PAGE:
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“Singin’ in the Rain” Brought to Life by the Toronto Symphony Orchestra

The TSO elevated “Singin’ in the Rain” to another level, making it completely come alive, even after its initial release nearly 70 years ago.

By Shandi PacePublished 3 years ago 3 min read

After watching Singin’ in the Rain, a handful of times I thought I’d concluded there was no way that this musical could possibly get any better. Since I’ve now seen it with a live orchestra, I can confirm I was certainly mistaken. A few weeks ago, I had the opportunity to see this beloved classic take on a new form by the Toronto Symphony Orchestra. Let me just say that this elevated the film to another level, making it completely come alive, even after its initial release nearly 70 years ago. It was unbelievable to experience such a beautifully made piece of cinematic history alongside one of the best orchestras in Canada. To celebrate such a remarkable achievement, combining this timeless film with a live band, I decided to somehow put into words exactly how masterful Singin’ in the Rain really is.

To be frank, Singin’ in the Rain is a musical about movies. What more could you possibly ask for? It offers a lighthearted look at Hollywood in the 1920s, as studios made the transition from silent films to “talkies.” The movie stars seasoned pros Gene Kelly and Donald O’Connor as Don Lockwood and Cosmo Brown, as well as 19-year-old newcomer Debbie Reynolds as Kathy Selden. Whenever this trio is together onscreen, there’s magic in the air. The scene is inevitably brighter, the music is much more cheerful, and the chemistry is out of this world. They truly light up the screen every time they’re in each other’s company. After quite some time, the group finally come together to bust out their own rendition of “Good Morning,” written by legendary Hollywood film producer and lyricist Arthur Freed and musician Nacio Herb Brown. The score was created by Lennie Hayton, which would go on to be nominated for “Best Original Music Score” at the 25th Academy Awards.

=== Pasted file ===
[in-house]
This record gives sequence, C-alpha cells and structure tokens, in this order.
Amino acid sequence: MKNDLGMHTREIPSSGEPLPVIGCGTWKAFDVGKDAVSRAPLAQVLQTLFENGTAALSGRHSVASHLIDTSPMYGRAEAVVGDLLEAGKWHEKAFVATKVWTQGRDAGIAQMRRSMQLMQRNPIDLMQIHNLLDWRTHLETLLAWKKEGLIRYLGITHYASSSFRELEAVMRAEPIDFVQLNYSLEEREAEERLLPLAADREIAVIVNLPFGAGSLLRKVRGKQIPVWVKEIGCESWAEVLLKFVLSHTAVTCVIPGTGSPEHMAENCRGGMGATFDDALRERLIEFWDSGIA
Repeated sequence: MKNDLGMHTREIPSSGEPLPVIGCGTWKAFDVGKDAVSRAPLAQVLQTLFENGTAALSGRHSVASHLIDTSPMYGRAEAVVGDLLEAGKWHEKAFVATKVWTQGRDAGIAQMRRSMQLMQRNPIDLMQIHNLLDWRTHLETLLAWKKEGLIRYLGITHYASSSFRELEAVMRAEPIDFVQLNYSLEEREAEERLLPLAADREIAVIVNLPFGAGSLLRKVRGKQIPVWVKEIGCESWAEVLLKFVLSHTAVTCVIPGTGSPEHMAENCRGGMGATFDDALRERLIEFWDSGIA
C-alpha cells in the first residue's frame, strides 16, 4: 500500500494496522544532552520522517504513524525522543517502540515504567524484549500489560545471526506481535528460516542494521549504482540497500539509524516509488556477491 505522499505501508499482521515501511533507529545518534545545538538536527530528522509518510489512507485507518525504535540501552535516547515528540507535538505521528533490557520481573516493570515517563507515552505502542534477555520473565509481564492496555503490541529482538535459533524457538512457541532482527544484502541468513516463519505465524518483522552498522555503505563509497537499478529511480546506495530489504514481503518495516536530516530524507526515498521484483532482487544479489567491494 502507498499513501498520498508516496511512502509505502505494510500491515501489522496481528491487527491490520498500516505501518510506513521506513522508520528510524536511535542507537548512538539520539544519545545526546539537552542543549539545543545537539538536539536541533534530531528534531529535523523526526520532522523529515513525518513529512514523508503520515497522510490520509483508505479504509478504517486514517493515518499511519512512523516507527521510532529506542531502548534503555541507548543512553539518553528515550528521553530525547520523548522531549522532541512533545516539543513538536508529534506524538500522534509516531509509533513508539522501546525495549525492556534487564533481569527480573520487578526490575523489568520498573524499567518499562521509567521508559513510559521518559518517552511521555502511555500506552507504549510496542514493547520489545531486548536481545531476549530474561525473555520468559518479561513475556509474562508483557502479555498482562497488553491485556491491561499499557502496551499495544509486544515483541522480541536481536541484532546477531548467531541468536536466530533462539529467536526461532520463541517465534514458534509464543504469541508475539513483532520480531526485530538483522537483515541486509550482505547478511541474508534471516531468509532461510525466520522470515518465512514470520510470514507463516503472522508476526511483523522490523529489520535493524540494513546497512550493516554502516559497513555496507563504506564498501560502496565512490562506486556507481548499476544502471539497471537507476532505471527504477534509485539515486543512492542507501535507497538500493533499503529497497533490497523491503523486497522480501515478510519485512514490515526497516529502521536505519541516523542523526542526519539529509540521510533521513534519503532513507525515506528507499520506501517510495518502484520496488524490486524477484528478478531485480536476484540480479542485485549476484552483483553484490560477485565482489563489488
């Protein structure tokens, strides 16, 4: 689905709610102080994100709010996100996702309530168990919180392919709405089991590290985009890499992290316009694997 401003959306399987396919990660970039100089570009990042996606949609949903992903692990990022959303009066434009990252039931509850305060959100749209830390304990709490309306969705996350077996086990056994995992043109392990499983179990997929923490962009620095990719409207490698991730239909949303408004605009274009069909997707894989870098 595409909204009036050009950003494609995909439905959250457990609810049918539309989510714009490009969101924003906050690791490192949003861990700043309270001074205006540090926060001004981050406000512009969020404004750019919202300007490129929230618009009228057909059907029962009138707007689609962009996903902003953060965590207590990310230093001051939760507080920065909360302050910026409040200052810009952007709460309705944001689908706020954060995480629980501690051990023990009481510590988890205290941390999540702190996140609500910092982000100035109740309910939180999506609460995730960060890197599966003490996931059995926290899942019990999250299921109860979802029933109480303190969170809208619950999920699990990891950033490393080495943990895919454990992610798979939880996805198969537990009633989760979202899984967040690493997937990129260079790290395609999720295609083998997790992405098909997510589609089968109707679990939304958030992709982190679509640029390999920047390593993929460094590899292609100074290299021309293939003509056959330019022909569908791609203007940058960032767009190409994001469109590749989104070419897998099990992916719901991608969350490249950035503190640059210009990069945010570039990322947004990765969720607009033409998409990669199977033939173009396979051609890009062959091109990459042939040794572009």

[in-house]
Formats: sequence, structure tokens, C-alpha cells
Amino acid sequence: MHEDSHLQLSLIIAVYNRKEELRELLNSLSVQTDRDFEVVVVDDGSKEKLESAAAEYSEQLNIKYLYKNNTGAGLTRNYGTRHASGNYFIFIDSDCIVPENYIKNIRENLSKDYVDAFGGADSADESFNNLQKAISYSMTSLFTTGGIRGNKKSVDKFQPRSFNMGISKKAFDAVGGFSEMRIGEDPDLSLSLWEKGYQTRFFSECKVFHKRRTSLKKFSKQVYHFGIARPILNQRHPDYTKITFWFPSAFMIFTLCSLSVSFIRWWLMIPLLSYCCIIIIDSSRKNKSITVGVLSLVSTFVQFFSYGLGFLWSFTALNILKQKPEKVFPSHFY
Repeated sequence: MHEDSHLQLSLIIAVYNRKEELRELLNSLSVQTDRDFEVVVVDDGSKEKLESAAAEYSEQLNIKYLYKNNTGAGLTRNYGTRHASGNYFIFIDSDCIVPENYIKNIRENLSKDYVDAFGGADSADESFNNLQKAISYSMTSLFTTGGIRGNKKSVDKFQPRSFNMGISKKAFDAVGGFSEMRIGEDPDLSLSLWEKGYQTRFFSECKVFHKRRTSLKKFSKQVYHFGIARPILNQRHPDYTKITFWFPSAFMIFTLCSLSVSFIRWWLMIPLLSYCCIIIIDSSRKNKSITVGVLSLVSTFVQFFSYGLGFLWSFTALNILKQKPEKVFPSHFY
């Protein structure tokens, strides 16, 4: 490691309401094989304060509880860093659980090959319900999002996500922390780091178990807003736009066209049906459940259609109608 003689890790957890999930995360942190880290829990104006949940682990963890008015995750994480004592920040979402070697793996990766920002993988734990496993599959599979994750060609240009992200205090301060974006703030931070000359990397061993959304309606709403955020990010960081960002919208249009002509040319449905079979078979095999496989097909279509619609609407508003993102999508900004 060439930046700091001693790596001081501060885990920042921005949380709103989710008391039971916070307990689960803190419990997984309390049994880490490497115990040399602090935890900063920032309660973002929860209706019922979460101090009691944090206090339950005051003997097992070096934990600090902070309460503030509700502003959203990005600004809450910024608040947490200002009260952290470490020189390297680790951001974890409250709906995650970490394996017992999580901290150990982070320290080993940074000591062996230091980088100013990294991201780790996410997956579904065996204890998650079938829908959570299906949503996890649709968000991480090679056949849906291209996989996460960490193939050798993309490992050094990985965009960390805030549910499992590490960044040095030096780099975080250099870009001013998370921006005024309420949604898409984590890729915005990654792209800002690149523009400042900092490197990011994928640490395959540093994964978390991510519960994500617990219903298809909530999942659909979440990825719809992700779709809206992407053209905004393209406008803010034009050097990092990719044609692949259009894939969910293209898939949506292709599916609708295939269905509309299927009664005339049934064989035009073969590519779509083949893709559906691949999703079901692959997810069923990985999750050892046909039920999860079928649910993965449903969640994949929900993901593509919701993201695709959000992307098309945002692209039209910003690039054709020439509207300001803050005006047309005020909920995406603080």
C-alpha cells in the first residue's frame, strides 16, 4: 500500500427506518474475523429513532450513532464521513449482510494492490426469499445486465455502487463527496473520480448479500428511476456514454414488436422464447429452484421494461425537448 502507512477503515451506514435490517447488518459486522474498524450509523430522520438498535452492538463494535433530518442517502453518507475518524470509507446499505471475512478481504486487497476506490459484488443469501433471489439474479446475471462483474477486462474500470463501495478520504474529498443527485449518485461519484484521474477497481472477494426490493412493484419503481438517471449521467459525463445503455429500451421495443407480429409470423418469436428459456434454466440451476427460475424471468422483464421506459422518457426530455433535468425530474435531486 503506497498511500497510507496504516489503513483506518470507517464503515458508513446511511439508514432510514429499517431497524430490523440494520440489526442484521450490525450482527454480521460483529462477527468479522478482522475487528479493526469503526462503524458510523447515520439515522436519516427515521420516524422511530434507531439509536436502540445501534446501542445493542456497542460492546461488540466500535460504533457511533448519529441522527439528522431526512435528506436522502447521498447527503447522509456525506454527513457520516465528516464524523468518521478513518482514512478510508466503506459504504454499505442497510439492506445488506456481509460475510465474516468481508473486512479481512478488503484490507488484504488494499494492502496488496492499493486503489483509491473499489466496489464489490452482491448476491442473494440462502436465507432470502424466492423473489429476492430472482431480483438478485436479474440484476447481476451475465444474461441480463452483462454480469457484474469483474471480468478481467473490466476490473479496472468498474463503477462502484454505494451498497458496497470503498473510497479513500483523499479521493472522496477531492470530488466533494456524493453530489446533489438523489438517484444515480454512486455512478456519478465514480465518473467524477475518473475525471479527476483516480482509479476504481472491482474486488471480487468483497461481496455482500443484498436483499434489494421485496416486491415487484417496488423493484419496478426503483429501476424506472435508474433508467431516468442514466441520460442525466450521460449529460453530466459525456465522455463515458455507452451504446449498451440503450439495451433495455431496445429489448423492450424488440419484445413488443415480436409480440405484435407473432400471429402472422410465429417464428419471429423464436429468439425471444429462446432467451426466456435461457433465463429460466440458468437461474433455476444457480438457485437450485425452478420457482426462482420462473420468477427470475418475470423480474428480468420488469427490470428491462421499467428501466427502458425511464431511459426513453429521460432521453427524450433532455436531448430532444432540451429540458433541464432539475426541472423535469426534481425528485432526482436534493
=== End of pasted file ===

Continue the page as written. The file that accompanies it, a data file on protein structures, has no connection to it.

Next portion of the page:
Singin’ in the Rain was released in 1952, during the Golden Age of Hollywood film making. Freed was the brainchild behind all of MGM’s dazzling musicals of the time, producing incredible showstoppers like An American in Paris, On the Town, Easter Parade, Meet Me in St. Louis and Gigi. He was the one who brought the beauty of Broadway musicals to screens across the country, courtesy of MGM’s sound stages. He molded the acting careers of American icons Gene Kelly, Frank Sinatra, Judy Garland, Jane Powell, along with so many more. The directors and choreographers under his control were given free rein, which was practically unheard of for the time. Singin’ in the Rain, along with the other Freed-produced musicals, would not be as timeless as they are today without his undeterred faith in his trusted employees and colleagues.

The true art of Singin’ in the Rain is its ability to make you smile with unadulterated glee. When O’Connor breaks into “Make ‘Em Laugh” while parading around the studio, stumbling over his own feet and running into walls, it’s hard not to find amusement. After some speech therapy, Kelly and O’Connor pair up for “Moses,” a gut-busting number that sees the two stars navigating more than a few tongue-twisting lines. During another instance, an enjoyable evening ends with a plan to save The Dueling Cavalier by changing it from a failing drama to a musical. By this time, Kelly, O’Connor and Reynolds realize its morning. They burst into one of the livelier numbers of the entire film, “Good Morning.” And of course, who can forget Kelly dancing down the street, sweetly crooning the lyrics to “Singin’ in the Rain.”

Sure, there are other musicals out there that have great songs and an exceptional cast to go along with it, but nothing can make you feel better on a gloomy day than watching this masterpiece. I walked out of the theatre with tears in my eyes, a smile on my place and a happy refrain. Unfortunately, there was no rain in the forecast that night.


About the Creator

Shandi Pace

History lover, music nerd and sports fanatic. | Instagram & Twitter: @shandipace, YouTube:

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